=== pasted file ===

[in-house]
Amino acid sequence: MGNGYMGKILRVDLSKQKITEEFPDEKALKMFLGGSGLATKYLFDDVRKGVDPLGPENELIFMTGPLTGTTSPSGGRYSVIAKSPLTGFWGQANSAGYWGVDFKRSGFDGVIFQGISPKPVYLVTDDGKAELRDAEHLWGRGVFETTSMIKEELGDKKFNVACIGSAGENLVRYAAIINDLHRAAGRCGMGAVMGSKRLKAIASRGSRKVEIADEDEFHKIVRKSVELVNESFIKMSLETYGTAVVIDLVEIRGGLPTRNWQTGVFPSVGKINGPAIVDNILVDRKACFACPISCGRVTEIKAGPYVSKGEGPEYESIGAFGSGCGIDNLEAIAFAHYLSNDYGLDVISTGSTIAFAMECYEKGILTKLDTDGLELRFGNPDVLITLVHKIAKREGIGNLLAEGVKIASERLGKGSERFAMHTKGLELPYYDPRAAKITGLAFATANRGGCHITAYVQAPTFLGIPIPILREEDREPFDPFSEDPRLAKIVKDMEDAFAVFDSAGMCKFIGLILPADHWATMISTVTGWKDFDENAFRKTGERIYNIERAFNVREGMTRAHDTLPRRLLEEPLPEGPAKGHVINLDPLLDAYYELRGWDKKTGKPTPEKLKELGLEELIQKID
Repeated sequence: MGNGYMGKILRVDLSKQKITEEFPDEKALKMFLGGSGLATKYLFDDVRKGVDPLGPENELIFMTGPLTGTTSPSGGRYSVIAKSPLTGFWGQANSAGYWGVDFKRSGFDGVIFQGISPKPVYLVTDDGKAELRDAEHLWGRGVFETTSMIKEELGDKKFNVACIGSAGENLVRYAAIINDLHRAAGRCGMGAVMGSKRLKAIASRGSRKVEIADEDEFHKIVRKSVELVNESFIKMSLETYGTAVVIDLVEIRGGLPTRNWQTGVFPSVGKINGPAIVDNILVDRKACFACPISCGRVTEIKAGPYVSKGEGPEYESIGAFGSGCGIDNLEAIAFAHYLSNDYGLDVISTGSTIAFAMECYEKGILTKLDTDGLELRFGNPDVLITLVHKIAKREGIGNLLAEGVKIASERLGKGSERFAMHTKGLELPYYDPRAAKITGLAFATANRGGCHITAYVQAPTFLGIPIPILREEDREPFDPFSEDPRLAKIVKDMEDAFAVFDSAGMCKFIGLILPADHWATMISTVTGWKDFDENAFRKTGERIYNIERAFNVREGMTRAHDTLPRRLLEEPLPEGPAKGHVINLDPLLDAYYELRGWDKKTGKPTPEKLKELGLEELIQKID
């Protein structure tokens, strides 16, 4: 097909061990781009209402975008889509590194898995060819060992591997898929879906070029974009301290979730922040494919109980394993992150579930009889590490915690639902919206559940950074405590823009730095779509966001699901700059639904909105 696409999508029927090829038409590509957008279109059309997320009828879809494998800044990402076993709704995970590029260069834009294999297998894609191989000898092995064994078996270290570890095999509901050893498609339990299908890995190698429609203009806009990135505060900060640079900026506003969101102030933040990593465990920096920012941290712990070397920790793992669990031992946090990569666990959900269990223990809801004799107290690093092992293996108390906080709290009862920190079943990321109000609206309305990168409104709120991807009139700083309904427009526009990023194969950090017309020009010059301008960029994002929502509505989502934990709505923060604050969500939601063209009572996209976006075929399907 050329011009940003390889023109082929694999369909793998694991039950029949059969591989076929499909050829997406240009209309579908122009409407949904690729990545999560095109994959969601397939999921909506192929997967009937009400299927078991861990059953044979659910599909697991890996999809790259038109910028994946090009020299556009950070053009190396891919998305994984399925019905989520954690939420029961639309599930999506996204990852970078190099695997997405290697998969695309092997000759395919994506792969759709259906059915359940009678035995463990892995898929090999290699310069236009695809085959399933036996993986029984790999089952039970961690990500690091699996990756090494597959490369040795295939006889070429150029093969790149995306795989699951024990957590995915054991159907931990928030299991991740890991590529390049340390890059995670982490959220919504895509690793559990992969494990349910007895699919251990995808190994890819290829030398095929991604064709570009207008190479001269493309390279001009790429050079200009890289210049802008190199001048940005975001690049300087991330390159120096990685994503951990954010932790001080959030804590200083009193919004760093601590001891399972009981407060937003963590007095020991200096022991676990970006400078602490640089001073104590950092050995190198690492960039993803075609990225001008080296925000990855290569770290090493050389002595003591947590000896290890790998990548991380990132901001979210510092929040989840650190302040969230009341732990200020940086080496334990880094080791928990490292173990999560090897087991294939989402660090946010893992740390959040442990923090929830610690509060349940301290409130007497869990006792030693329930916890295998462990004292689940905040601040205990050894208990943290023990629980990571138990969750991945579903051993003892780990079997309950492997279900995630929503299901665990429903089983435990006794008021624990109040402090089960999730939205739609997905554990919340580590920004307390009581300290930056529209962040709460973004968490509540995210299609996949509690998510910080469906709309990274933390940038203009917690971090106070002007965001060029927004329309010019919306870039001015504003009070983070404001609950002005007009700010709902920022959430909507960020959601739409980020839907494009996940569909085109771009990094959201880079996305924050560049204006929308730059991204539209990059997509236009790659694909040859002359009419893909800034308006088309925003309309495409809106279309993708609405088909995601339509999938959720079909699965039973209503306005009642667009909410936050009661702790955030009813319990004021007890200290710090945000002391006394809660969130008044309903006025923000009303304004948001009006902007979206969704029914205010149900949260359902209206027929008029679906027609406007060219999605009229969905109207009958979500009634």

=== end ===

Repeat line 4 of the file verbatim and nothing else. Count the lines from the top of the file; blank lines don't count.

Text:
């Protein structure tokens, strides 16, 4: 097909061990781009209402975008889509590194898995060819060992591997898929879906070029974009301290979730922040494919109980394993992150579930009889590490915690639902919206559940950074405590823009730095779509966001699901700059639904909105 696409999508029927090829038409590509957008279109059309997320009828879809494998800044990402076993709704995970590029260069834009294999297998894609191989000898092995064994078996270290570890095999509901050893498609339990299908890995190698429609203009806009990135505060900060640079900026506003969101102030933040990593465990920096920012941290712990070397920790793992669990031992946090990569666990959900269990223990809801004799107290690093092992293996108390906080709290009862920190079943990321109000609206309305990168409104709120991807009139700083309904427009526009990023194969950090017309020009010059301008960029994002929502509505989502934990709505923060604050969500939601063209009572996209976006075929399907 050329011009940003390889023109082929694999369909793998694991039950029949059969591989076929499909050829997406240009209309579908122009409407949904690729990545999560095109994959969601397939999921909506192929997967009937009400299927078991861990059953044979659910599909697991890996999809790259038109910028994946090009020299556009950070053009190396891919998305994984399925019905989520954690939420029961639309599930999506996204990852970078190099695997997405290697998969695309092997000759395919994506792969759709259906059915359940009678035995463990892995898929090999290699310069236009695809085959399933036996993986029984790999089952039970961690990500690091699996990756090494597959490369040795295939006889070429150029093969790149995306795989699951024990957590995915054991159907931990928030299991991740890991590529390049340390890059995670982490959220919504895509690793559990992969494990349910007895699919251990995808190994890819290829030398095929991604064709570009207008190479001269493309390279001009790429050079200009890289210049802008190199001048940005975001690049300087991330390159120096990685994503951990954010932790001080959030804590200083009193919004760093601590001891399972009981407060937003963590007095020991200096022991676990970006400078602490640089001073104590950092050995190198690492960039993803075609990225001008080296925000990855290569770290090493050389002595003591947590000896290890790998990548991380990132901001979210510092929040989840650190302040969230009341732990200020940086080496334990880094080791928990490292173990999560090897087991294939989402660090946010893992740390959040442990923090929830610690509060349940301290409130007497869990006792030693329930916890295998462990004292689940905040601040205990050894208990943290023990629980990571138990969750991945579903051993003892780990079997309950492997279900995630929503299901665990429903089983435990006794008021624990109040402090089960999730939205739609997905554990919340580590920004307390009581300290930056529209962040709460973004968490509540995210299609996949509690998510910080469906709309990274933390940038203009917690971090106070002007965001060029927004329309010019919306870039001015504003009070983070404001609950002005007009700010709902920022959430909507960020959601739409980020839907494009996940569909085109771009990094959201880079996305924050560049204006929308730059991204539209990059997509236009790659694909040859002359009419893909800034308006088309925003309309495409809106279309993708609405088909995601339509999938959720079909699965039973209503306005009642667009909410936050009661702790955030009813319990004021007890200290710090945000002391006394809660969130008044309903006025923000009303304004948001009006902007979206969704029914205010149900949260359902209206027929008029679906027609406007060219999605009229969905109207009958979500009634």